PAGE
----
On Wednesday afternoon, Government Hill Community Council treasurer Susanne DiPietro and secretary Peter Partnow pointed toward another empty white building that once held a piano shop. Behind it is land where the Sourdough Lodge once stood, torn down for the Knik Arm project.
A community orchard of fruit trees now grows there, cultivated by residents. A large mural is painted on an adjacent building in the plot of land, now known as the Commons.
Across from the orchard, two houses were razed. The area is bare, save the snowed-over grass.
“This whole area has been impacted by the Department of Transportation’s decision to hold all this property in right of way,” DiPietro said.
Sola said residents “fought and fought and fought” to raise the hundreds of thousands they needed to create the Commons.
“It’s so discouraging to our neighborhood to have all this community effort going into improvement and placemaking and community building, and then to have this bustling, vibrant, you know, important convenience store just boarded up and chain-linked,” DiPietro said.
Government Hill is divided from downtown and bordered to its south by Ship Creek, surrounded by Joint Base Elmendorf-Richardson to the north and east and by Cook Inlet to the west. The nearest grocery stores are a car trip or bus ride to other neighborhoods, like New Sagaya in South Addition or Carrs in Fairview, both miles away.
The building for years was a Tesoro gas station and convenience store. Most recently, it was a Speedway chain store, a subsidiary of 7-Eleven, selling liquor, groceries, snacks and hot prepared foods.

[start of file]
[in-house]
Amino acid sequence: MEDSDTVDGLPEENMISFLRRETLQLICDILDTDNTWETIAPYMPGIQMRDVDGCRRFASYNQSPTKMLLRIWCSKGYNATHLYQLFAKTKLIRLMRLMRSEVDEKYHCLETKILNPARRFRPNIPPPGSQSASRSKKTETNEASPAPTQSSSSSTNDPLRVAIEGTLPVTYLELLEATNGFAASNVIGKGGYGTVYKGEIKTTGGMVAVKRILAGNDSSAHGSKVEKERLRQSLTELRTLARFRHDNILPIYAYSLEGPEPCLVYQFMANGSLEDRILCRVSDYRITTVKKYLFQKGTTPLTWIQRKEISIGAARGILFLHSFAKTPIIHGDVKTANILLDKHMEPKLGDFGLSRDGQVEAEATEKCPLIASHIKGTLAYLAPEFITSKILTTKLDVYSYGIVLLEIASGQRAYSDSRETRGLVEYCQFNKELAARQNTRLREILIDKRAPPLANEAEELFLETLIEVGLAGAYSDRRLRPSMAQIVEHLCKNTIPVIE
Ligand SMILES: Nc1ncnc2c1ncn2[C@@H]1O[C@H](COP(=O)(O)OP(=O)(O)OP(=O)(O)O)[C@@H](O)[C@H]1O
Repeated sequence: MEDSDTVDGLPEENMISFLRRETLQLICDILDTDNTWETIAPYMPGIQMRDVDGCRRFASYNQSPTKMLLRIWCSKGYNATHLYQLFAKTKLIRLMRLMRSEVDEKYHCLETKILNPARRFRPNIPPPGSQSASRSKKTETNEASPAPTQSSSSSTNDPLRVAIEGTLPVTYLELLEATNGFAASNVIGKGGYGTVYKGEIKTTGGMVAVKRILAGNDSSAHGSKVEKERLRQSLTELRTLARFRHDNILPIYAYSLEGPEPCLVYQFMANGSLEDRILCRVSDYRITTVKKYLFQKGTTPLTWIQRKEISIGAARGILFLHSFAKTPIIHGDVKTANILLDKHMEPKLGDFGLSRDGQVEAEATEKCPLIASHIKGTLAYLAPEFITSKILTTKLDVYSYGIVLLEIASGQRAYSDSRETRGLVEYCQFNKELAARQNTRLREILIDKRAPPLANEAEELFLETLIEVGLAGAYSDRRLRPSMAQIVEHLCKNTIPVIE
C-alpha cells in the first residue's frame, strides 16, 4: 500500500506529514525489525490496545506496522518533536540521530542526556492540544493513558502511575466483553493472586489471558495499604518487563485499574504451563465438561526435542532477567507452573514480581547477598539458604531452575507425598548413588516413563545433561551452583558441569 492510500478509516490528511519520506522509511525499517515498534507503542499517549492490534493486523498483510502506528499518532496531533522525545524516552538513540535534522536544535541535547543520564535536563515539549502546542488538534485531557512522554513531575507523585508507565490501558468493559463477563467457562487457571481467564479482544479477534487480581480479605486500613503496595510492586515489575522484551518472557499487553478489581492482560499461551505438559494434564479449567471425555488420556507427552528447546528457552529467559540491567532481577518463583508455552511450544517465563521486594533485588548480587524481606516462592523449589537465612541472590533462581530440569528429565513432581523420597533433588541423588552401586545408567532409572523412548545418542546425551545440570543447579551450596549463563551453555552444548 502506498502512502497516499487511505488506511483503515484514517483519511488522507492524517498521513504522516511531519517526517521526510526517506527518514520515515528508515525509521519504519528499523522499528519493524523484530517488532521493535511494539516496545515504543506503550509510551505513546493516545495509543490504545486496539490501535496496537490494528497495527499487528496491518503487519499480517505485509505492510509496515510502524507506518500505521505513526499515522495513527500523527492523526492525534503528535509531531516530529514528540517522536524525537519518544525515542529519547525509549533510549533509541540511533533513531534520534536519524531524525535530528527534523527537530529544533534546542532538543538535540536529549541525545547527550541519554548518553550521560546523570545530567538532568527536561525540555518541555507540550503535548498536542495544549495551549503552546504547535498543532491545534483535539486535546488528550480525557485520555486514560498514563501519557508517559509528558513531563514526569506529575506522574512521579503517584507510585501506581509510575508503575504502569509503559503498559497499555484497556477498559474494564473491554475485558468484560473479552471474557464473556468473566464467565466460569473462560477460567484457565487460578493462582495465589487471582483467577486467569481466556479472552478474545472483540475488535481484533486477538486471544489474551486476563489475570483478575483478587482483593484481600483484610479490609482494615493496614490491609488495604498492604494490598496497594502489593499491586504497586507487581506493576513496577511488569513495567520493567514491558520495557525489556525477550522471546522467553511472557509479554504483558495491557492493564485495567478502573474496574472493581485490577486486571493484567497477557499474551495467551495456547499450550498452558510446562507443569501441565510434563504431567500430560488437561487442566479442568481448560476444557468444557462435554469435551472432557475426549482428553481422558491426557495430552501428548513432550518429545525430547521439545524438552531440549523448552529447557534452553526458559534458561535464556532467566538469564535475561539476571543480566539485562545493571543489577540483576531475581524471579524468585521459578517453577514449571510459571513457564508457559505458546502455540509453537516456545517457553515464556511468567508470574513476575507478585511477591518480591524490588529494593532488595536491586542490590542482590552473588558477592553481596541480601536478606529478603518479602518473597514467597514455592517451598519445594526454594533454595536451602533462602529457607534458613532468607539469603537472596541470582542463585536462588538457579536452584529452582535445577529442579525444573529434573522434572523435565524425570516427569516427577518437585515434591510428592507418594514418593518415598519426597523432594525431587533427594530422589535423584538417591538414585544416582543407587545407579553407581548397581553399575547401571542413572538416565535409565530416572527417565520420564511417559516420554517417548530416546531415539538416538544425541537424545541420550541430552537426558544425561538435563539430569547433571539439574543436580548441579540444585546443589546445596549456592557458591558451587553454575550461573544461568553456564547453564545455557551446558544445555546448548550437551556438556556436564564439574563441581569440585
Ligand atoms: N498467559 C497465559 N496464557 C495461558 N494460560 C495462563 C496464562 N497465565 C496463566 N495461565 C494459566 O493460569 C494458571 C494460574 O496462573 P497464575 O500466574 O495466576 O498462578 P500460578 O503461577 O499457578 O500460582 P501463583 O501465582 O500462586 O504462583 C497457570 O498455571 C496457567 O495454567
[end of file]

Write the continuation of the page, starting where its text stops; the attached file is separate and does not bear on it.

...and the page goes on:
Community Council president Jody Sola said tearing it down doesn’t make any sense, because the Knik Arm Crossing isn’t currently funded. And it’s possible the project never will be — at least not anytime soon, she said.
“If it’s going to sit empty for the next 20 years, why not have a viable business in that corner?” she said.
Questions about the state’s lease
In 2014, the Alaska Railroad Corp. leased the parcel to the state’s transportation department as it sought to acquire right-of-way properties for the Knik Arm Crossing. That lease runs through October of 2040. The state also acquired right-of-way for other properties.
DOT at the time said it would continue subleasing the property as a convenience store and gas station until the land was needed for the project, and said it would then ask to buy the property, board documents show.
But last month, DOT applied to the railroad for a lease amendment that would change the property’s designated use, in order to raze it. Whether that will ultimately be granted is up to the railroad’s board of directors.
DOT is not currently pursuing its purchase, according to Shelby.
“If DOT&PF did not have the intention to honor what was specified in the lease ... they never should have entered into that lease,” Volland said last week, just before the Assembly passed its resolution urging the railroad to deny DOT’s request.
The convenience store’s closure affected lower-income residents and people without vehicles the most, Partnow said.
“There is no comparable store nearby where residents can buy a variety of food items without a car,” the community council resolution said.
Down the hill to the east are high-density apartment complexes. Residents there particularly depended on the store, as did JBER personnel, the council’s resolution said.
DiPietro and Partnow are both longtime residents of the neighborhood, Partnow for 10 years and DiPietro for nearly 30. They recalled once being able to buy gas at the Tesoro, which shut down its fuel operation in 2014. Now residents must drive miles to buy gas.
The state required that it replace underground storage tanks at the time, according to DOT’s application for a lease change.